From my car, was a steep ramp, a fifty foot stretch of dock over water. Carry the dead, over the water, on the dock, to the boat we go!

Carrying these urns on moving slippery docks was risky. My worst fears were dropping the urns into the water. As a precaution , I thought about wrapping the urns in life jackets. You’ve heard of the Dead mans float, right?

It’s my job to keep them out of the water, until the day of their scheduled sea scattering. Sounds like an oxymoron, life jackets for dead people…

All Aboard! I counted the urns after they’re on board. Hail! Hail! the Gangs All Here. It’s time to make calls to the families that would be present the day of the services.

About half of the urns would be scattered without family and/or friends present. This was a separate trip, this option was chosen for various reasons.

Many of these people did not have extended family, or had outlived their friends. There were some that had family and friends that could not attend because of distance.

And the dreaded thought of seasickness kept many away. If you’ve ever had severe seasickness, it could make you envy the dead…

 

The remaining ones would have their services attended by family and friends. Each family had a different type of service and I was always surprised by what what could and did happen.

You have leverage with cremation. Scattering parents together, when one has died years earlier, is a possibility. Families liked that option. They can plan and gather at their convenience.  Why not have it your way?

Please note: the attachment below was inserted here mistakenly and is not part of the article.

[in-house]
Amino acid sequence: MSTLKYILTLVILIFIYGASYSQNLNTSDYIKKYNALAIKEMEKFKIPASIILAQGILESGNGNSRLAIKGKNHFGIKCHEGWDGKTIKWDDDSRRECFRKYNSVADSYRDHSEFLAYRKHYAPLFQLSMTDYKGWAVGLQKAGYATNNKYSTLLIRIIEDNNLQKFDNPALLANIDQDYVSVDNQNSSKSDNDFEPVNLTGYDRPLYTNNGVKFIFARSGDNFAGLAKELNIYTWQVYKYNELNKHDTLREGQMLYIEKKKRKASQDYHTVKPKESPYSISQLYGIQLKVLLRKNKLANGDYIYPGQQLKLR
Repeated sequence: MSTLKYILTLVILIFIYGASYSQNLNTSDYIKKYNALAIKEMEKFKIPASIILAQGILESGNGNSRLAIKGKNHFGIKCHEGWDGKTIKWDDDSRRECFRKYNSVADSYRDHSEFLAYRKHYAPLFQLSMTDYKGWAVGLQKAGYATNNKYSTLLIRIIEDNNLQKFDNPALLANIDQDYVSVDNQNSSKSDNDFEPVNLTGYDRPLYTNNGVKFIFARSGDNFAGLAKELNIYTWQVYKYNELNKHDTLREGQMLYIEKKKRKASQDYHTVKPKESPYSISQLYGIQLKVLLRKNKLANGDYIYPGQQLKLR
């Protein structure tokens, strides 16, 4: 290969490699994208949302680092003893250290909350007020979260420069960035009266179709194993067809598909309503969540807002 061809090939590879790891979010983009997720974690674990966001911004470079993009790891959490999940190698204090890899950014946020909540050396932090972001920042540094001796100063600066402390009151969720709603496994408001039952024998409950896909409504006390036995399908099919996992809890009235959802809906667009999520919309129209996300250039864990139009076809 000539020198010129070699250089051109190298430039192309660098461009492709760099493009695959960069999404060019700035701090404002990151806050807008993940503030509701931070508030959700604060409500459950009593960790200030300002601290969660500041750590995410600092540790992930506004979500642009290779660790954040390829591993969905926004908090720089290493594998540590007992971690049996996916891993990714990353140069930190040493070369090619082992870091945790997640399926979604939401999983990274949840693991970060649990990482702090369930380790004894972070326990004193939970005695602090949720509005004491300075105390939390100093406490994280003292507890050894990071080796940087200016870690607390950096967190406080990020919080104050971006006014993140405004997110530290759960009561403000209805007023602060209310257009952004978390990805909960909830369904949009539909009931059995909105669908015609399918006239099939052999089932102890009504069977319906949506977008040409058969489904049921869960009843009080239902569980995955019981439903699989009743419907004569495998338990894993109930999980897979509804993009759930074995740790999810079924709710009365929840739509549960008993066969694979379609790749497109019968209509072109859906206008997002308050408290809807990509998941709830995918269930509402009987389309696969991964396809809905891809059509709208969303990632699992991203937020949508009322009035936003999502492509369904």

Reading and hearing different viewpoints about what the dead feel, think , or do. These opinions are stated by the living. Until I hear from a dead person, the events I’ve witnessed are questionable and valid.

I consider myself a seasoned living death expert. I did not play God. Like I have stated before truth does not always equal facticity. Follow my thoughts and you may agree with me.

The family has gathered for the memorial service for Grandmother June. The scattering has already taken place. They’re reminiscing about her love of birds. A seagull has landed on the wheelhouse of the boat. They spot it and were in agreement, it was a sign from her.

They’re convinced, Grandmother June sent this bird thanking them for her service. It’s true, the bird was on the boat, is it a fact their Grandmother June sent it? Divine Intervention? Maybe Grandmother June herself?

Those moments were  sacred to the family, likely passed onto others who were not in attendance. I never took comfort away from a family. I did not rain on their parade, and thankfully neither did the seagull…

 

 

 

 

Home Visits

Another part of my job was to visit people in their homes to help them make prearrangement plans for their anticipated deaths and disposition.

If you can imagine sitting down and discussing a one-way trip which they could never talk about or share details of their adventure, this was it.

Often, I referred to myself as a one-way trip travel agent…TO BE CONTINUED (this blog is still brand new and under construction).